PITTSBURGH – Penn State clinched its eighth team title in the last nine years before the finals started on Saturday evening in the NCAA Division I Wrestling Championships at PPG Paints Arena, but the Nittany Lions decided to throw in two titles just for the heck of it, as Jason Nolf and Anthony Cassar won gold.

Penn State had 123.5 points after placement matches concluded Saturday afternoon to move into third place on the all-time list with nine national titles. The Lions had 133.5 points prior to the last match at 197 pounds. Ironically, PSU passed head coach Cael Sanderson’s alma mater Iowa State in team championships. Oklahoma State leads the way with 34 and Iowa has 23.

Sanderson, who is in his 10th season at the helm, has guided Penn State to two four-peats. The first was from 2011-14, while the Lions started their current run in 2016. Ohio State broke the first run in 2015.

“That’s definitely a blessing to be part of such a great team,” Nolf said. “Sometimes, you can take it for granted and kind of expect that it’s going to happen. But at the beginning, at the end of the day, you’ve got to go work hard for it, and everybody individually has to do their part.

“I’m definitely blessed to be around people that have such a clear mind and know exactly what they want. And they’re willing to sacrifice maybe some other things that other people are doing in order to get it. Our team is just full of a bunch of great guys and definitely blessed.”

The Buckeyes were second in the team standings with 96.5 points. The Cowboys were third with 84. The Hawkeyes (76) and Michigan (62.5) rounded out the top five.

Nolf (31-0) won his third NCAA title in his final collegiate match with a 10-2 major decision over Nebraska’s Tyler Berger (28-4) at 157. The Kittanning native built an 8-2 lead in the first period with three takedowns and two near-fall points and allowed Berger to escape twice. Nolf escaped in the second and earned another point for riding time.

“Not as good as four-time national champ, but I’ll take it,” said Nolf, when asked how does being a three-time champion sound to him. “Look, coming into college, I think everybody wants to be a four-time national champ. I was definitely willing to work for it and sacrifice. But after the first year, my goal was to be a three-time national champ, and that’s what I am.”

Cassar (30-1) used a six-point move in the second period to down Oklahoma State’s Derek White (32-2) in the finals at 285. Cassar, a senior, was wrestling in his first national tournament. He also avenged a 3-2 loss to White earlier this year.

Iowa’s Spencer Lee (23-3) is halfway home in becoming the 5{sup}th{/sup} four-time national champion in NCAA history after earning a 5-0 decision over Virginia’s Jack Mueller (21-1) at 125.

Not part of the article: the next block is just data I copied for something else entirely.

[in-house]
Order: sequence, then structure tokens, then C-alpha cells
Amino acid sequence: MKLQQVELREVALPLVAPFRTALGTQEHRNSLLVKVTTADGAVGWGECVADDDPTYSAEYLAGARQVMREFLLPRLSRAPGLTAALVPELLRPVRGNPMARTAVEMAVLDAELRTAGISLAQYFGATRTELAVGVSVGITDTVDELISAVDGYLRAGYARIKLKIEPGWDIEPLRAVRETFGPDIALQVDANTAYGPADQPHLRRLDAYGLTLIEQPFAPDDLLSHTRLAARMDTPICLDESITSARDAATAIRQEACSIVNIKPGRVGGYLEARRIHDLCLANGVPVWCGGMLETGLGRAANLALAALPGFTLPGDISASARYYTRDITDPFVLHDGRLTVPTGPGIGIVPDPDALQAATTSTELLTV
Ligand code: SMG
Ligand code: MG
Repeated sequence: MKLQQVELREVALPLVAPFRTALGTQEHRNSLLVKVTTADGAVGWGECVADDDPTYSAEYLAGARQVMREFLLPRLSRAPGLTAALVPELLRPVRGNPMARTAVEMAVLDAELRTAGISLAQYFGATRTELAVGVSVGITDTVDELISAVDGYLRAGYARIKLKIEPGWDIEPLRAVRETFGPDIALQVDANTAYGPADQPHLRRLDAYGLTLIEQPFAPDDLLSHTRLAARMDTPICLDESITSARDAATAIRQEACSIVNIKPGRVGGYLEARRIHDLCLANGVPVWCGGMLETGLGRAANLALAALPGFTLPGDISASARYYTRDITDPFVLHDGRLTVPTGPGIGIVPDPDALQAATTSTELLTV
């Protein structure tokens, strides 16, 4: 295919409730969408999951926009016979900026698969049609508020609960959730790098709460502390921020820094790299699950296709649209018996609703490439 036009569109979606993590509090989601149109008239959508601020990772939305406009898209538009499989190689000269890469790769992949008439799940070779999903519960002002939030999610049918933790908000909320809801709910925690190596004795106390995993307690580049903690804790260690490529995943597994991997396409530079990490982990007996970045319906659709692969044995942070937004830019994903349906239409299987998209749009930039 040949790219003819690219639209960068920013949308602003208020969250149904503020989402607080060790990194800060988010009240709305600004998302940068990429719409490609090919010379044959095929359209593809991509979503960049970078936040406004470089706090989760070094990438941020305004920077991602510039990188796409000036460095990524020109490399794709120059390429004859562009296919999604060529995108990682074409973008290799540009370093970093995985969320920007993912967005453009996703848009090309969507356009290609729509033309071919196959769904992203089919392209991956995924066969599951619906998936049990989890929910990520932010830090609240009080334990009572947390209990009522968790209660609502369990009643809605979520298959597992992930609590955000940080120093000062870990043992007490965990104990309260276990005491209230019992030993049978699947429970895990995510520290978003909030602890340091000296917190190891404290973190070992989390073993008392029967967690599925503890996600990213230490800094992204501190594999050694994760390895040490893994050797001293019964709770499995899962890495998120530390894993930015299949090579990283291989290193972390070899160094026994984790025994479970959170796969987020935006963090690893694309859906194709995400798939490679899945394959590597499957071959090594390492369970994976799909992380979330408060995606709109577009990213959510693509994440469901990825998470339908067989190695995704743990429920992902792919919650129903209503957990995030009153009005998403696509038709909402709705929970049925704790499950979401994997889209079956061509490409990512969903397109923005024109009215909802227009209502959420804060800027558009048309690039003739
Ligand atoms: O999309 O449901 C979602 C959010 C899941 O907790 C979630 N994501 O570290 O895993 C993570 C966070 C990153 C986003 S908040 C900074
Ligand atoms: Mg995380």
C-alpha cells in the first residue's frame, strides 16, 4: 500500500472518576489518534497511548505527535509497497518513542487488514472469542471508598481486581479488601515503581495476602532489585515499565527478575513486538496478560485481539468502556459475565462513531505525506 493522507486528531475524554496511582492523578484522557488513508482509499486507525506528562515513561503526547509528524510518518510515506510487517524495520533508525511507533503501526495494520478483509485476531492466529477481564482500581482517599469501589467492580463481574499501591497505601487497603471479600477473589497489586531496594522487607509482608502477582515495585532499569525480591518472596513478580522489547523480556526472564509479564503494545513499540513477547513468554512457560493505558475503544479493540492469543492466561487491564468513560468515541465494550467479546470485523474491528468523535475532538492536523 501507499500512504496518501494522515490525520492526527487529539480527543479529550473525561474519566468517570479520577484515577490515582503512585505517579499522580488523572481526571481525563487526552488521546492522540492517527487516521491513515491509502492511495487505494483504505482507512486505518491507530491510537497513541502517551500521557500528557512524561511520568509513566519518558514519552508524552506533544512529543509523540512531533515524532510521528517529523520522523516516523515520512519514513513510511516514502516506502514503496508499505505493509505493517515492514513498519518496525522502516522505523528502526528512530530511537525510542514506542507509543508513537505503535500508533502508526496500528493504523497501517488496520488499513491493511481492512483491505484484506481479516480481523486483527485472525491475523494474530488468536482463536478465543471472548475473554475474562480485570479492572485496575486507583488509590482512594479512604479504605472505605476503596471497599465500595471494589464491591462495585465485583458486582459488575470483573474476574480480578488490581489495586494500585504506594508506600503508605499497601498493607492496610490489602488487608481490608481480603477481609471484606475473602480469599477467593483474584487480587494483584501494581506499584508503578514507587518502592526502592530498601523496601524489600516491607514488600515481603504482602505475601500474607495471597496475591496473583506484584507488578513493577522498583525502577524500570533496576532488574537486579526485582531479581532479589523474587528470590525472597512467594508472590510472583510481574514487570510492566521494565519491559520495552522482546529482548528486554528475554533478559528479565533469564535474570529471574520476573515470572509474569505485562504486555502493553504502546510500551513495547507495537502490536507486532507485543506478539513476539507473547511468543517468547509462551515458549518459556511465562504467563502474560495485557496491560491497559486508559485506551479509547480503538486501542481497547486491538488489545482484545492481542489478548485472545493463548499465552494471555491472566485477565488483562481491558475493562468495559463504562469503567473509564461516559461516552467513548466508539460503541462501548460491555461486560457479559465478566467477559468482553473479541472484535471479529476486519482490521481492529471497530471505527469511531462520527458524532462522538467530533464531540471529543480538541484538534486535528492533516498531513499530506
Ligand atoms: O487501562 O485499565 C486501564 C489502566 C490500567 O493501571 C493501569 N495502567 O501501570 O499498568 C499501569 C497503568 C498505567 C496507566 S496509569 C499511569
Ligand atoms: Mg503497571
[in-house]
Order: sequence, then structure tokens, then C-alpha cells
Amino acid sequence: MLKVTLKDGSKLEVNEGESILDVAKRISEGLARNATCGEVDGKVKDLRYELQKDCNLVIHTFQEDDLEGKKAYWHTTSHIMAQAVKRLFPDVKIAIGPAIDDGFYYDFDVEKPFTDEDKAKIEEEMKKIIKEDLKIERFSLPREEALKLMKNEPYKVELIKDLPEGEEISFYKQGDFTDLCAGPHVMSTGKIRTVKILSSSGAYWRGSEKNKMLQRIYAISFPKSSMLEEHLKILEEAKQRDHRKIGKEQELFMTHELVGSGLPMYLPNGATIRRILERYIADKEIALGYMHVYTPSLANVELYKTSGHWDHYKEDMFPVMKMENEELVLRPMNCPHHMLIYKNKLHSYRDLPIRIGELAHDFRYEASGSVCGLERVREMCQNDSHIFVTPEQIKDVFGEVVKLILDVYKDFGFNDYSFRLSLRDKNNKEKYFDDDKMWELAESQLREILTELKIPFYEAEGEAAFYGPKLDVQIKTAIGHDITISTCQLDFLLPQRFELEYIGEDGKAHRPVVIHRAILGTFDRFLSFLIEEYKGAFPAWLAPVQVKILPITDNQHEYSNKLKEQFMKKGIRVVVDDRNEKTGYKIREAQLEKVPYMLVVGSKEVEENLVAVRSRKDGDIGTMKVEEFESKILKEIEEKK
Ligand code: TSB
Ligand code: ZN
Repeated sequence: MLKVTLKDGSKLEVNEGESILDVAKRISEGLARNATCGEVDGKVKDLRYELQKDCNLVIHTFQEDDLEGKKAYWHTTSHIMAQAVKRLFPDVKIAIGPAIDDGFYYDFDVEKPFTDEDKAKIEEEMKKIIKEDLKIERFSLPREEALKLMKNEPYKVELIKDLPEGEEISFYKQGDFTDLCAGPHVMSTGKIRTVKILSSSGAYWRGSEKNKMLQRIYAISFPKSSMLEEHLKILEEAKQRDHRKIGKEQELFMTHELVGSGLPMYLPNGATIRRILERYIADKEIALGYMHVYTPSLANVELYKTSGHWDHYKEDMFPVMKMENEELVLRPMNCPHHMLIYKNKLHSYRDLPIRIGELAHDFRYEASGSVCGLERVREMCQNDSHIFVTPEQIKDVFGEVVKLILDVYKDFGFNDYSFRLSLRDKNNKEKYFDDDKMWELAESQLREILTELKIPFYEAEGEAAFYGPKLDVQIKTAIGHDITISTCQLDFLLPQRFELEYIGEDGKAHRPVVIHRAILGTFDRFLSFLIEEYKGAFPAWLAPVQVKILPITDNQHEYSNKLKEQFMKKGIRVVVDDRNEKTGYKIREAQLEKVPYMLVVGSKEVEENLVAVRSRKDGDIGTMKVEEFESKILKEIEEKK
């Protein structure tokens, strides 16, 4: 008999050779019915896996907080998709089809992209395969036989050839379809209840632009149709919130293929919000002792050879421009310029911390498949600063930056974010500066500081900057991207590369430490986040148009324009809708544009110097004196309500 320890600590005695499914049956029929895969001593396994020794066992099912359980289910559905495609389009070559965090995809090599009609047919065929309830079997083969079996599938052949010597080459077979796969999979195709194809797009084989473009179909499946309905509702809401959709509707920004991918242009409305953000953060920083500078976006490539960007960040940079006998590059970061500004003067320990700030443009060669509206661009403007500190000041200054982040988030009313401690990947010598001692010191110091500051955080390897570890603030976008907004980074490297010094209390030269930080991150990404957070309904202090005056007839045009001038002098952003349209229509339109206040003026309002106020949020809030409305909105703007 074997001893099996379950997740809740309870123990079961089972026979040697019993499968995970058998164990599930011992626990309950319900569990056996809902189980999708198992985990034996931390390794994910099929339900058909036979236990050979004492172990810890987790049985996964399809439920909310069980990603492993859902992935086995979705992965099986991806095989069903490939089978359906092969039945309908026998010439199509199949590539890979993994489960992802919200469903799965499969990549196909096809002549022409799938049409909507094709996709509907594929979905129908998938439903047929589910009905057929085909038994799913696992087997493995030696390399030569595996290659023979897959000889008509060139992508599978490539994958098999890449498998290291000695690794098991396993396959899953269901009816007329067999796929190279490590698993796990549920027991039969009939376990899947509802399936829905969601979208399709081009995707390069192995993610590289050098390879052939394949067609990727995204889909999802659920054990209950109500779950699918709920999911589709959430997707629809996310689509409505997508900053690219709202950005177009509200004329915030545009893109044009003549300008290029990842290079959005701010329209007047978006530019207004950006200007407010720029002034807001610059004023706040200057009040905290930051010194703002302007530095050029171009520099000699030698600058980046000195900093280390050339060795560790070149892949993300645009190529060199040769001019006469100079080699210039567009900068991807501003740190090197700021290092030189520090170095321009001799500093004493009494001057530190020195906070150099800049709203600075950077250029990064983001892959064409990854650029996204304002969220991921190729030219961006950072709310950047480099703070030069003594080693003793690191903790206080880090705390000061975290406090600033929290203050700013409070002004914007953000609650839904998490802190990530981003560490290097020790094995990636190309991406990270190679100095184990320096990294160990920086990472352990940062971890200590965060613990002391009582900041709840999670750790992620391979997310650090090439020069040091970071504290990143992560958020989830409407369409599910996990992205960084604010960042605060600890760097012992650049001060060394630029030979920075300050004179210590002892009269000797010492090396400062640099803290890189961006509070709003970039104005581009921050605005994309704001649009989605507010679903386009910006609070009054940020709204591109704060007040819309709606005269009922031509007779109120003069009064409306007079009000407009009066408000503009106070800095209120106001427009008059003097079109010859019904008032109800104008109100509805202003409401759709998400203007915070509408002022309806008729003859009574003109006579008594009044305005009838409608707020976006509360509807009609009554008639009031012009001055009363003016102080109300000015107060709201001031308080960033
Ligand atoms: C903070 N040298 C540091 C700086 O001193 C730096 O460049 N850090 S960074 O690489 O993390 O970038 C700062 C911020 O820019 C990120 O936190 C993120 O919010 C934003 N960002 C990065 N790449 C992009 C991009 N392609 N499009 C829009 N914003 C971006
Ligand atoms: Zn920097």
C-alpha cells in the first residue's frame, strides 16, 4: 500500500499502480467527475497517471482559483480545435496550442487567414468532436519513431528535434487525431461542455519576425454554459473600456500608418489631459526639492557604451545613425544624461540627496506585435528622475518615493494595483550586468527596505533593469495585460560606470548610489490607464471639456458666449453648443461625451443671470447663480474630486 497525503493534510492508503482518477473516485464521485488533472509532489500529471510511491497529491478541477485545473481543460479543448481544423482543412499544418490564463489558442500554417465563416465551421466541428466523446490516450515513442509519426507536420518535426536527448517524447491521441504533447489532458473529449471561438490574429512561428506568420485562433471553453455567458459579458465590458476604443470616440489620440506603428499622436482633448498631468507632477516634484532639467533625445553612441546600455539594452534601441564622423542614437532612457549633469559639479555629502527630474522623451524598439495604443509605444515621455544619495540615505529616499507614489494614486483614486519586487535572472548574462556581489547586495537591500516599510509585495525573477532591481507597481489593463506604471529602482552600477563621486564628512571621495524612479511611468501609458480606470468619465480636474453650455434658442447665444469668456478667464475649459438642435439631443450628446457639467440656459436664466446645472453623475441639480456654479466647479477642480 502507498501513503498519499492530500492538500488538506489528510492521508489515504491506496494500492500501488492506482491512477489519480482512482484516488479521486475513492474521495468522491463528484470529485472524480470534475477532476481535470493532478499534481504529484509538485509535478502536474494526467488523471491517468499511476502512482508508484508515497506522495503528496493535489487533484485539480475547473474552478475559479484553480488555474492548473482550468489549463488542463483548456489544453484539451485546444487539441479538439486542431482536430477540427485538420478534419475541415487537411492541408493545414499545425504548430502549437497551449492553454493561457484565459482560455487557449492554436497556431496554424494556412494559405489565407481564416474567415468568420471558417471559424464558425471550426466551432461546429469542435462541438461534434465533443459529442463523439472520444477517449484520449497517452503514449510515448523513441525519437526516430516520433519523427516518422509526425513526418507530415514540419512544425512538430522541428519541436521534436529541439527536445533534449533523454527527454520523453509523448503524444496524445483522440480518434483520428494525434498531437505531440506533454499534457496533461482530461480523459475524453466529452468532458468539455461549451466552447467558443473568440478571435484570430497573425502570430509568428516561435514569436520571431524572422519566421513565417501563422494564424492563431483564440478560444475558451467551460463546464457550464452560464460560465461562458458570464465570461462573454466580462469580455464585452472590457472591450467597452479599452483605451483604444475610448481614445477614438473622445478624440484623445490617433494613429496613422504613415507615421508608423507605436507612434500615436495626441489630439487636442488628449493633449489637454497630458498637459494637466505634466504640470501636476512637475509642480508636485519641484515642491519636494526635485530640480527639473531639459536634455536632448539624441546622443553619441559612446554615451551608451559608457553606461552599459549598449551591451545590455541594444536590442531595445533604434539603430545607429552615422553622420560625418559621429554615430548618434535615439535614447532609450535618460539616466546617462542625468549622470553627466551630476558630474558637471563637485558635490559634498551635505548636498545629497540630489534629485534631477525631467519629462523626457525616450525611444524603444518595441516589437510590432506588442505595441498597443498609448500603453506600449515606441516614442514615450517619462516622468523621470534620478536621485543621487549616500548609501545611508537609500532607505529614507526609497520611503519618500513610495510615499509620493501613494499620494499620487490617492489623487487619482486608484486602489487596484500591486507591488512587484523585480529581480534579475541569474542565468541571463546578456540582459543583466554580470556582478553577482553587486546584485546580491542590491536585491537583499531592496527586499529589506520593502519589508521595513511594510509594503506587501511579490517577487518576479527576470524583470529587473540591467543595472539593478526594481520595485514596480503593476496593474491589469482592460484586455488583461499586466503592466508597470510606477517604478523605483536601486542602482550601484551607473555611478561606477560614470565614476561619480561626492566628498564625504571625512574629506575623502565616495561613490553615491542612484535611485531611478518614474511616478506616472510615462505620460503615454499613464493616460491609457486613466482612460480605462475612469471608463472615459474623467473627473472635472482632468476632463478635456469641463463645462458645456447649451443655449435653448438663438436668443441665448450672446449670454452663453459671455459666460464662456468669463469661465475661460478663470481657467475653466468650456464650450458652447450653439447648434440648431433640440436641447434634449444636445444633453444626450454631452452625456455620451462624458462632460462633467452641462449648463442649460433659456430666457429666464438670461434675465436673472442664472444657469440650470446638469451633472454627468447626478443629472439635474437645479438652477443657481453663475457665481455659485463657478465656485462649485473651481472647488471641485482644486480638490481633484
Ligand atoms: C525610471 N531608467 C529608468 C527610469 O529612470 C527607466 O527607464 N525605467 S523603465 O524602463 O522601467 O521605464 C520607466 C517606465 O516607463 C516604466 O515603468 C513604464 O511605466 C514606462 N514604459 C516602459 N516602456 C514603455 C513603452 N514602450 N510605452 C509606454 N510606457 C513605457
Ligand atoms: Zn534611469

The Franklin Regional graduate looks to join the Cowboys’ Pat Smith (1990-94), Sanderson (1999-02), Cornell’s Kyle Dake (2010-13) and Ohio State’s Logan Stieber (2012-15) as the only four-timers.

“Being in Pittsburgh is awesome,” Lee said. “I don’t really care about being a four-timer. I’m not a three-time national champ. I’m focused on what’s next. That’s going to be summer wrestling and we’ll see how that goes. And gotta get healthy and everything, whatever, you know how it is. Big time big national tournament, everyone is a little tweaked up, getting ready to finish the summer off strong.”

Lee, who handed Oklahoma State’s Nick {span class=”x_place-athlete”}Piccininni{/span} (34-2) his first loss of the season, used a takedown in the first, was awarded a point in the second when Mueller was hit for stalling, and scored another takedown in the third for the decision. Piccininni had pinned Lee in a dual meet at Stillwater earlier in the year.

“I remember losing to Oklahoma State and freaking,” Lee said. “I had whole team grab me and telling me they loved me, and we were a family and we’re going to be in this together. And I know that moment there is when I gotta move on. I’ve got to be the better version of myself.

And thanks to them. I wish I could have seen them after the match. Last year I got to hug them, but don’t worry; that will be the next step after this.”

The Nittany Lions’ Vincenzo Joseph (27-2) was denied a chance at a third national title in as many years in a 7-1 setback to Virginia Tech redshirt freshman Mekhi Lewis (28-2) at 165. Lewis used a cradle to earn four near-fall points in the second period to break a scoreless time, and after allow an escape to Joseph, scored another escape and a takedown in the third.

Joseph, a Pittsburgh Central Catholic graduate, was in deep on several shot attempts, but Lewis was able to fight off the attempts to become the Hokies’ first national champion in wrestling.

Penn State’s Mark Hall (30-1) suffered the first loss of the season in a 4-3 setback to Arizona State’s Zahid Valencia (31-2). The Sun Devil won his second national title.

PSU had two other All-Americans in Nick Lee (5th at 141) and Roman Bravo-Young (8th at 133). Lee, a sophomore, is a two-time All-American. Bravo-Young is a true freshman.

Rutgers’ Nick Suriano (29-3) won his school’s first wrestling championship with a 4-2 decision over the Cowboys’ Daton Fix (34-2) at 133. Teammate Anthony Ashnault (32-0) gave the Scarlet Knights their second titleholder with a 9-4 decision over Ohio State’s Micah Jordan (29-3) at 149.

Cornell’s Yianni Diakomihalis (29-0) earned a 6-4 sudden-victory decision over the Buckeyes’ Joey McKenna (24-3) at 141. The sophomore won his second national championship. Northern Iowa’s Drew Foster (28-5) won a 6-4 decision over the Big Red’s Maxwell Dean (25-6) at 184.

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